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Andorra is the last independent survivor of the Marca Hispanica, the buffer states created by Charlemagne in the 9th century to keep the Islamic Moors from advancing into Christian France. Being difficult to access and poor meant this tiny sovereign state remained largely forgotten and ignored by its larger European neighbours – so much so that the nation was entirely left out of the Treaty of Versailles that ended World War I, leaving Andorra technically at war with Germany until the situation was rectified in 1958! It wasn’t until the 1959 that the road linking Andorra the Spanish region of Catalonia was paved; and mule trails were the only connections to France until the 1930s. In villages like Pal this history of isolation is evident in the architecture of the homes and churches, which date back to the early Medieval period, when function dominated over form.


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Exploring the village of Pal we could picture how the sheep and cattle herders of Andorra would have once lived – taking their animals to the high mountain pastures every summer and sheltering them in the lowest levels of their homes over the long, cold winter*. The scenery around the village was stunning, but it must have been a hard life though, especially as the soil in this mountainous region is rocky and poor**.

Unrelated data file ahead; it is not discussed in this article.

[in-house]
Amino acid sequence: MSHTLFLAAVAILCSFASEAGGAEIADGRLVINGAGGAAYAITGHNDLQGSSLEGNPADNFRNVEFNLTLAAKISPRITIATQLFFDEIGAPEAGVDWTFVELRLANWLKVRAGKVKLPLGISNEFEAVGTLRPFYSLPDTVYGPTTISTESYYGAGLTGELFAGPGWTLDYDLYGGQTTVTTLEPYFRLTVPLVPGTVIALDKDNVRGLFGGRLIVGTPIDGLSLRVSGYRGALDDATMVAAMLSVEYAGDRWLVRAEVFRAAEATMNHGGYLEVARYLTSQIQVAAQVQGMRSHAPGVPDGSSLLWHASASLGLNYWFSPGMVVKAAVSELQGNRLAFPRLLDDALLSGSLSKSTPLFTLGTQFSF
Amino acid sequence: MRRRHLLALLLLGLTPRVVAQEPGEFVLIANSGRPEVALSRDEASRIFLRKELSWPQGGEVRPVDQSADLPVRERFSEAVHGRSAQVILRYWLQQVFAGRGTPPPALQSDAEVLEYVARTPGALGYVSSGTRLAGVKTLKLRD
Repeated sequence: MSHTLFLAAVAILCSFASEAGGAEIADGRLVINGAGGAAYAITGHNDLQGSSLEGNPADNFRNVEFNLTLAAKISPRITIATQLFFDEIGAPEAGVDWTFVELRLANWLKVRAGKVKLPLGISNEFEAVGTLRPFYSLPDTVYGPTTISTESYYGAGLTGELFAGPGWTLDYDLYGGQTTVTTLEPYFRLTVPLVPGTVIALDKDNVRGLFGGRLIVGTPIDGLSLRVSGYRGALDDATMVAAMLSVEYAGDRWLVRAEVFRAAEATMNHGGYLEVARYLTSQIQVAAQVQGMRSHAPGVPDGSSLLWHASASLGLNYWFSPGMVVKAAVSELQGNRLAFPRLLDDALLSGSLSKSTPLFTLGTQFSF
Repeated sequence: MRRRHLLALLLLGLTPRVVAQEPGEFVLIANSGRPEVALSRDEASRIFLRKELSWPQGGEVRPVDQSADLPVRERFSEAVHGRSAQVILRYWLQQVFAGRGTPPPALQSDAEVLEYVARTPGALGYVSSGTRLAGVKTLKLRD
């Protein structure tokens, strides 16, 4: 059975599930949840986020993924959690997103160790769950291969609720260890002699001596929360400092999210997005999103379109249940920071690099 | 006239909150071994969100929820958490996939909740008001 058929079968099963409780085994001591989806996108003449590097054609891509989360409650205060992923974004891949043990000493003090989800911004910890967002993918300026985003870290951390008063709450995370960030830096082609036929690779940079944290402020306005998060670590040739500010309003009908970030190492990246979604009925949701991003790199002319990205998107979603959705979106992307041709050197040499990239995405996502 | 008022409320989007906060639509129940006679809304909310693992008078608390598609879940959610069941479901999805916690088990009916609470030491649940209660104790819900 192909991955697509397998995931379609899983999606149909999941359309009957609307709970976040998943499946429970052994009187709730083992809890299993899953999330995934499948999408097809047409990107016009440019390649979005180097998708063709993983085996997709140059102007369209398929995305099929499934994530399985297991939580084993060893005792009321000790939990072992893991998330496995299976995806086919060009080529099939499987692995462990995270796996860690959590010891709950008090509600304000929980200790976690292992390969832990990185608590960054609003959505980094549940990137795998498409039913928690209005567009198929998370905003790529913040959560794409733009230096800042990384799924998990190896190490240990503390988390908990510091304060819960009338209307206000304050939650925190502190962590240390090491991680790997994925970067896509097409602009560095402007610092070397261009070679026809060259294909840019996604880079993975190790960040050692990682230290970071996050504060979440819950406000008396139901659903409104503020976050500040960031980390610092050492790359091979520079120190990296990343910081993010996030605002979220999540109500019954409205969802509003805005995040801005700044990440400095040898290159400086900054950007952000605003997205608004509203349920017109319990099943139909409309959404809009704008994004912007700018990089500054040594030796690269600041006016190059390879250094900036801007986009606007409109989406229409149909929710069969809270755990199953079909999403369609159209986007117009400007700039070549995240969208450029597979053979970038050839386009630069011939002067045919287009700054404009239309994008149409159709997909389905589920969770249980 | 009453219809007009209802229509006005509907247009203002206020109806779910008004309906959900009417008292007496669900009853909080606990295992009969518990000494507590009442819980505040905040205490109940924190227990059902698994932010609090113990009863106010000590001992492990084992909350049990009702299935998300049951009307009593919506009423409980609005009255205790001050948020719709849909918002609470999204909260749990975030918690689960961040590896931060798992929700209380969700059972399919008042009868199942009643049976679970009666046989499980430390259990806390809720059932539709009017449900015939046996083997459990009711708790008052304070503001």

*Part of the reason Andorra does so well as a ski are these days is because it snows a lot here, with the ski season extending from October/November to April/May.

** The only vegetables that grow here readily are potatoes and cabbage, which means Andorra’s traditional cuisine features these heavily, usually alongside mutton, lamb, or beef.


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From Pal we made our way up to Vallnord, a ski resort in winter and a popular spot for mountain bikers and hikers to go in summer. We went mainly for the glorious scenery and fresh air.


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Vallnord contains the highest peak in Andorra, the Comapedrosa (2,942m) and made for a great place to enjoy views across the glacial valley, back down to Pal and across to the larger township of La Massana.


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We also, unexpectedly, got to see some amazing cars whilst we were up at Vallnord. Turns out today was the 9th Annual Ferrari Club of Andorra Meeting, when the owners of these sleek sports cars bring their cars out and parade them around the nation for the day. Ferrari owner from Spain and France are invited too and the convoy drives around the bendy curvy roads of Andorra for the day, stopping in various locations to allow mere mortals like us to peer at their vehicles in envy. There were Ferraris in the convoy from the 80s, 90s, and new millennium, with red being the most popular colour of choice. Driving around Andorra in one of those cars must be A LOT of fun!